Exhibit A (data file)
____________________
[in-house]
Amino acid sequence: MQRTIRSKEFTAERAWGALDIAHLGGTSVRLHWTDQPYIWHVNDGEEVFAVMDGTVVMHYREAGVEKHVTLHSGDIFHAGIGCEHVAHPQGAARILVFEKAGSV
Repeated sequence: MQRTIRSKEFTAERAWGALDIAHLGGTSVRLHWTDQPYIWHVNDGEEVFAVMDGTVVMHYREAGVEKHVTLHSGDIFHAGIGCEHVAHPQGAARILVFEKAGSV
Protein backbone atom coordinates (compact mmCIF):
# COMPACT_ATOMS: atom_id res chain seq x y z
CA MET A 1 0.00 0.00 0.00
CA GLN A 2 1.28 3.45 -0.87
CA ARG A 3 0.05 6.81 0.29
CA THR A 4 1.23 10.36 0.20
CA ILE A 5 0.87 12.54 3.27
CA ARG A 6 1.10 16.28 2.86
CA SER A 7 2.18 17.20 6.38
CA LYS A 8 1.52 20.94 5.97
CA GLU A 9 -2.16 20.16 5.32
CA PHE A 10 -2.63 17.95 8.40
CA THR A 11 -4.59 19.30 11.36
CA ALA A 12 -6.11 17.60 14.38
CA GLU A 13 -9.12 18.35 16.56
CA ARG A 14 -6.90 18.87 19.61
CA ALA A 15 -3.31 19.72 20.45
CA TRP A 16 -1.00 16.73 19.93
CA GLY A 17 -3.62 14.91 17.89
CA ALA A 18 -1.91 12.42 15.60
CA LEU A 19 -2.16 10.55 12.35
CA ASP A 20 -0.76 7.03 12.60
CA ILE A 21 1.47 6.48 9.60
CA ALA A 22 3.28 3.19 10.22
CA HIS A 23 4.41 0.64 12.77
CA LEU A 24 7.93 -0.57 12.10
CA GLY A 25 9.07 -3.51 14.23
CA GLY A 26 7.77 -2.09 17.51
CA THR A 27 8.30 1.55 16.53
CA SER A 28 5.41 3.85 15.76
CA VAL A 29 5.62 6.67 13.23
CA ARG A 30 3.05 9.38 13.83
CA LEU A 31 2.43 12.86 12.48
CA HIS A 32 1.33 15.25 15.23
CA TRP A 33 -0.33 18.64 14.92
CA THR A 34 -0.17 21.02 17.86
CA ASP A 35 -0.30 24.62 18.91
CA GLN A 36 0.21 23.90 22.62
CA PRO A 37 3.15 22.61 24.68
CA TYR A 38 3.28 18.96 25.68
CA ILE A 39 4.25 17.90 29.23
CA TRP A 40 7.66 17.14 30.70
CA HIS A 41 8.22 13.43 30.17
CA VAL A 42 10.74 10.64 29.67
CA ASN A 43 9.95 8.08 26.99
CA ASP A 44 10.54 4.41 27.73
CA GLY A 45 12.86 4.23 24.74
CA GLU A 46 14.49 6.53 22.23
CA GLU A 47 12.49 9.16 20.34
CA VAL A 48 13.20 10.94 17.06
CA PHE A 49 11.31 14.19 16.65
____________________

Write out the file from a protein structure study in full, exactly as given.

[in-house]
Amino acid sequence: MQRTIRSKEFTAERAWGALDIAHLGGTSVRLHWTDQPYIWHVNDGEEVFAVMDGTVVMHYREAGVEKHVTLHSGDIFHAGIGCEHVAHPQGAARILVFEKAGSV
Repeated sequence: MQRTIRSKEFTAERAWGALDIAHLGGTSVRLHWTDQPYIWHVNDGEEVFAVMDGTVVMHYREAGVEKHVTLHSGDIFHAGIGCEHVAHPQGAARILVFEKAGSV
Protein backbone atom coordinates (compact mmCIF):
# COMPACT_ATOMS: atom_id res chain seq x y z
CA MET A 1 0.00 0.00 0.00
CA GLN A 2 1.28 3.45 -0.87
CA ARG A 3 0.05 6.81 0.29
CA THR A 4 1.23 10.36 0.20
CA ILE A 5 0.87 12.54 3.27
CA ARG A 6 1.10 16.28 2.86
CA SER A 7 2.18 17.20 6.38
CA LYS A 8 1.52 20.94 5.97
CA GLU A 9 -2.16 20.16 5.32
CA PHE A 10 -2.63 17.95 8.40
CA THR A 11 -4.59 19.30 11.36
CA ALA A 12 -6.11 17.60 14.38
CA GLU A 13 -9.12 18.35 16.56
CA ARG A 14 -6.90 18.87 19.61
CA ALA A 15 -3.31 19.72 20.45
CA TRP A 16 -1.00 16.73 19.93
CA GLY A 17 -3.62 14.91 17.89
CA ALA A 18 -1.91 12.42 15.60
CA LEU A 19 -2.16 10.55 12.35
CA ASP A 20 -0.76 7.03 12.60
CA ILE A 21 1.47 6.48 9.60
CA ALA A 22 3.28 3.19 10.22
CA HIS A 23 4.41 0.64 12.77
CA LEU A 24 7.93 -0.57 12.10
CA GLY A 25 9.07 -3.51 14.23
CA GLY A 26 7.77 -2.09 17.51
CA THR A 27 8.30 1.55 16.53
CA SER A 28 5.41 3.85 15.76
CA VAL A 29 5.62 6.67 13.23
CA ARG A 30 3.05 9.38 13.83
CA LEU A 31 2.43 12.86 12.48
CA HIS A 32 1.33 15.25 15.23
CA TRP A 33 -0.33 18.64 14.92
CA THR A 34 -0.17 21.02 17.86
CA ASP A 35 -0.30 24.62 18.91
CA GLN A 36 0.21 23.90 22.62
CA PRO A 37 3.15 22.61 24.68
CA TYR A 38 3.28 18.96 25.68
CA ILE A 39 4.25 17.90 29.23
CA TRP A 40 7.66 17.14 30.70
CA HIS A 41 8.22 13.43 30.17
CA VAL A 42 10.74 10.64 29.67
CA ASN A 43 9.95 8.08 26.99
CA ASP A 44 10.54 4.41 27.73
CA GLY A 45 12.86 4.23 24.74
CA GLU A 46 14.49 6.53 22.23
CA GLU A 47 12.49 9.16 20.34
CA VAL A 48 13.20 10.94 17.06
CA PHE A 49 11.31 14.19 16.65